Management

What can I do to manage spasticity and limit its impact?

Factors that can precipitate spasticity include changes in position, elevated body temperature, painful stimuli, bladder or bowel distension, and infections. Spasticity can either be localised to the muscles of one extremity, or be more generalised in nature.

Maintenance of range of motion is the key to preserving functional ability and should be initiated as early as possible for those joints at risk for restriction from full movement. Daily stretching can be very helpful.

Each joint should be slowly moved to its full range of motion. Proper positioning techniques in the bed and chair are also important. If a person is able to walk or stand, this is helpful. Any home exercise program that focuses on the muscle groups of the hip, knee, and foot can be beneficial.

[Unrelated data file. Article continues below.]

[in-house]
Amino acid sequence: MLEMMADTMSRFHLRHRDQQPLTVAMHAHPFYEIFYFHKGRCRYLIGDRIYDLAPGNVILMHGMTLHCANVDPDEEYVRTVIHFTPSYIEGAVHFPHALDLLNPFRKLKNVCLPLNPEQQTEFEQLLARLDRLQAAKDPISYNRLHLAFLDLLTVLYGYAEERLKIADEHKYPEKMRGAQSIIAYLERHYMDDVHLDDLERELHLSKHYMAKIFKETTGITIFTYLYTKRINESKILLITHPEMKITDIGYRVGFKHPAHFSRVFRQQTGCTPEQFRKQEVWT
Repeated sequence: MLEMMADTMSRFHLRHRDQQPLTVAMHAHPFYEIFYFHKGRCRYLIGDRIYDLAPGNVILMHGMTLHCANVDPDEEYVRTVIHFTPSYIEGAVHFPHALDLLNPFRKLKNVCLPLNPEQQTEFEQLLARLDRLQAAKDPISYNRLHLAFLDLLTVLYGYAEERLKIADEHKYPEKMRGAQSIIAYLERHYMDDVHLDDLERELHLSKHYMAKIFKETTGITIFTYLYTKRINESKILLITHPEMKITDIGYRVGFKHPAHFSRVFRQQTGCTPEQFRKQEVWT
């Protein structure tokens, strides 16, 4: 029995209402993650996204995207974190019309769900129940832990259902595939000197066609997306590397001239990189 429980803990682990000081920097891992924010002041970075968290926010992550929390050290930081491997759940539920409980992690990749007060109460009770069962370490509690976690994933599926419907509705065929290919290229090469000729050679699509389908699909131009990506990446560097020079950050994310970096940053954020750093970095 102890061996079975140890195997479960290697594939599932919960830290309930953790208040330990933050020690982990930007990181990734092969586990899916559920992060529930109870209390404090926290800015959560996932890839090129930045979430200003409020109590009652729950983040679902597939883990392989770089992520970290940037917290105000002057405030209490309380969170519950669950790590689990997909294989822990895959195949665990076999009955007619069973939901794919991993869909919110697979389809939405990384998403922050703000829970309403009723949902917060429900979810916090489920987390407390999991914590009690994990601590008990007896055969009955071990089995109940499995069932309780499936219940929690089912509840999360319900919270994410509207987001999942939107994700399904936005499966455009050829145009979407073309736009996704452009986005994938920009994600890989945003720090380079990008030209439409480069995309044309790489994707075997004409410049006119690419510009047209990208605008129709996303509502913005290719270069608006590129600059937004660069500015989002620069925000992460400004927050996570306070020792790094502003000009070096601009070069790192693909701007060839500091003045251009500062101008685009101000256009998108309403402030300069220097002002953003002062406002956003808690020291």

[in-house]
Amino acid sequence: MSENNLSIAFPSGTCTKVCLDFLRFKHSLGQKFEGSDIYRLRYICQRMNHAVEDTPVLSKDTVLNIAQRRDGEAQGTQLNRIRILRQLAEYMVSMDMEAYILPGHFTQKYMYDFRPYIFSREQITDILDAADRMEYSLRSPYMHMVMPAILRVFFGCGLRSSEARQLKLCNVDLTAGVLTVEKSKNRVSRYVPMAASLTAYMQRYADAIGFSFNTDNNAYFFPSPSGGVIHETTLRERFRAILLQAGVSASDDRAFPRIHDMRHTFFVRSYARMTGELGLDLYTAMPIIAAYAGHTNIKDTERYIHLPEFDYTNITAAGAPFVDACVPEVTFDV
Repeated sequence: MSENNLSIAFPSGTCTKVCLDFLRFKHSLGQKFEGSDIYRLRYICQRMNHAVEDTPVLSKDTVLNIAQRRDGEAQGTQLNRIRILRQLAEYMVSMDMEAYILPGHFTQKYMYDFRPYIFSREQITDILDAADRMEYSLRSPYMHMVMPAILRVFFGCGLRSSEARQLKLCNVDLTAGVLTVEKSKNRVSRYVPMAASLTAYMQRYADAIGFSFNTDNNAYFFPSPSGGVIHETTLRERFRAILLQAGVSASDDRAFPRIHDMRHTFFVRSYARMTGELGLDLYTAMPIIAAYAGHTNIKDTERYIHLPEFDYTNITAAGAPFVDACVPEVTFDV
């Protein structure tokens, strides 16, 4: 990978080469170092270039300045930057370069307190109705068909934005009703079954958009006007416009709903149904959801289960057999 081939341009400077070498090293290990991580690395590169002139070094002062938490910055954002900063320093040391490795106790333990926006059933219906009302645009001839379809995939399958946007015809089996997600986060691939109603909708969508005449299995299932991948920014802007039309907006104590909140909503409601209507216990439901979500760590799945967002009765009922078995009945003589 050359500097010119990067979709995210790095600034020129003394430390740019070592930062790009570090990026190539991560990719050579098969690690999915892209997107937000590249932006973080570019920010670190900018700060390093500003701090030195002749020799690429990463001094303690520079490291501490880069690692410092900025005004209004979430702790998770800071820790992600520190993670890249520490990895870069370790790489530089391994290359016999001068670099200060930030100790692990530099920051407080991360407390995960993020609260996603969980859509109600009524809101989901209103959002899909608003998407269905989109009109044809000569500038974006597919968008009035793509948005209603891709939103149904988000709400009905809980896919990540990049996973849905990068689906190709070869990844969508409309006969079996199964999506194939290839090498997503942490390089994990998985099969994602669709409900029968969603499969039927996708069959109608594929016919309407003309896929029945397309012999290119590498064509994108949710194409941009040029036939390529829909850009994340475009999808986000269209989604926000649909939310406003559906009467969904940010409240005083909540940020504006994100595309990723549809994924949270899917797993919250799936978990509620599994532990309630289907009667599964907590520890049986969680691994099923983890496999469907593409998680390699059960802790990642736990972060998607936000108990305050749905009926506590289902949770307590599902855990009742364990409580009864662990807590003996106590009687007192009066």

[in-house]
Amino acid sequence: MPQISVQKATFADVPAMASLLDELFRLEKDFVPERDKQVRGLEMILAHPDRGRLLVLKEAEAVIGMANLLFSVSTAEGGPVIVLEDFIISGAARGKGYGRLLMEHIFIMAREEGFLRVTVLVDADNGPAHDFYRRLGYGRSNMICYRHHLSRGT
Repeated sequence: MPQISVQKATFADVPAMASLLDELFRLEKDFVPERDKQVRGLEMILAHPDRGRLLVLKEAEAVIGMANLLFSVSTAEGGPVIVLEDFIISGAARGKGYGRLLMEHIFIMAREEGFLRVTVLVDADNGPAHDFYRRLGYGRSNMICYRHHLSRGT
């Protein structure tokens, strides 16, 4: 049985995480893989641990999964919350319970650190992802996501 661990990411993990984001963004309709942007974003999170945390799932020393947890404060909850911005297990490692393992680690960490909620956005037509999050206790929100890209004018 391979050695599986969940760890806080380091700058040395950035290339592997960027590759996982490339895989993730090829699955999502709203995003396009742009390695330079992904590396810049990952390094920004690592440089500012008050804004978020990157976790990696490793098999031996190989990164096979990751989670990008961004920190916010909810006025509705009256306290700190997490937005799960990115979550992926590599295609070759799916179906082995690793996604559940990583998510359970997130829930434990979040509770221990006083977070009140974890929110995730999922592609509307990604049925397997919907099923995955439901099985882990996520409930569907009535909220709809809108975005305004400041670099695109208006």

Cooling therapies can be helpful in warmer climates, including cooling garments and locally applied cool packs/towels. Orthotics such as splints and braces can help by maintaining good positioning. Monitor things like ingrown toenails, tight-fitting orthotics, and bladder/bowel functioning.

Consult with a physiotherpist or occupational therapist to determine what regimen would work best in your situation. If a muscle spasm does occur, the activity should be stopped until the spasm passes before proceeding. Encourage your loved one to move slowly and smoothly. Quick jerks and sudden moving can often set off a spasm.

Are there complementary medicines that can help spasticity?

There have been few studies examining the effects of complementary and alternative medicine on spasticity in people with MS. Therapies that have been identified as promising and low risk from a few small studies include biofeedback, cooling, hippotherapy, massage, tai chi and yoga. There is also some limited evidence to suggest that oral cannibanoids may be effective in relieving spasticity in people with MS.

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